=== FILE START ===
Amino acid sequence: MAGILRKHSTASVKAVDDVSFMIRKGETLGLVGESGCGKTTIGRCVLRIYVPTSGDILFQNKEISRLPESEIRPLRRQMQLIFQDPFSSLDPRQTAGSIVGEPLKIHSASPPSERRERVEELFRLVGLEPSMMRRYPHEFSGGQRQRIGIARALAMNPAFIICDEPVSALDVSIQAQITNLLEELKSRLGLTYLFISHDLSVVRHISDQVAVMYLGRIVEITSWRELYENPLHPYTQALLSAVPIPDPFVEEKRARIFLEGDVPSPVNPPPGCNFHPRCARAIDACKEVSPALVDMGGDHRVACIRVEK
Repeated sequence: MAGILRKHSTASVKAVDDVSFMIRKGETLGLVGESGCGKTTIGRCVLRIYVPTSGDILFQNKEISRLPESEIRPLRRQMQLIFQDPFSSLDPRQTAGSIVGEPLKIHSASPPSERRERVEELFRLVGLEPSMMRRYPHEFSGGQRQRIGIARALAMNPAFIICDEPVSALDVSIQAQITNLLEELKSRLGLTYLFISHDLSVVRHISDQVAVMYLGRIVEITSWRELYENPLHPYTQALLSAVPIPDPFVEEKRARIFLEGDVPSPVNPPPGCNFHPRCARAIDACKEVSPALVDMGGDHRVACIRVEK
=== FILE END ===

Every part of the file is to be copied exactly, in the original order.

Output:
Amino acid sequence: MAGILRKHSTASVKAVDDVSFMIRKGETLGLVGESGCGKTTIGRCVLRIYVPTSGDILFQNKEISRLPESEIRPLRRQMQLIFQDPFSSLDPRQTAGSIVGEPLKIHSASPPSERRERVEELFRLVGLEPSMMRRYPHEFSGGQRQRIGIARALAMNPAFIICDEPVSALDVSIQAQITNLLEELKSRLGLTYLFISHDLSVVRHISDQVAVMYLGRIVEITSWRELYENPLHPYTQALLSAVPIPDPFVEEKRARIFLEGDVPSPVNPPPGCNFHPRCARAIDACKEVSPALVDMGGDHRVACIRVEK
Repeated sequence: MAGILRKHSTASVKAVDDVSFMIRKGETLGLVGESGCGKTTIGRCVLRIYVPTSGDILFQNKEISRLPESEIRPLRRQMQLIFQDPFSSLDPRQTAGSIVGEPLKIHSASPPSERRERVEELFRLVGLEPSMMRRYPHEFSGGQRQRIGIARALAMNPAFIICDEPVSALDVSIQAQITNLLEELKSRLGLTYLFISHDLSVVRHISDQVAVMYLGRIVEITSWRELYENPLHPYTQALLSAVPIPDPFVEEKRARIFLEGDVPSPVNPPPGCNFHPRCARAIDACKEVSPALVDMGGDHRVACIRVEK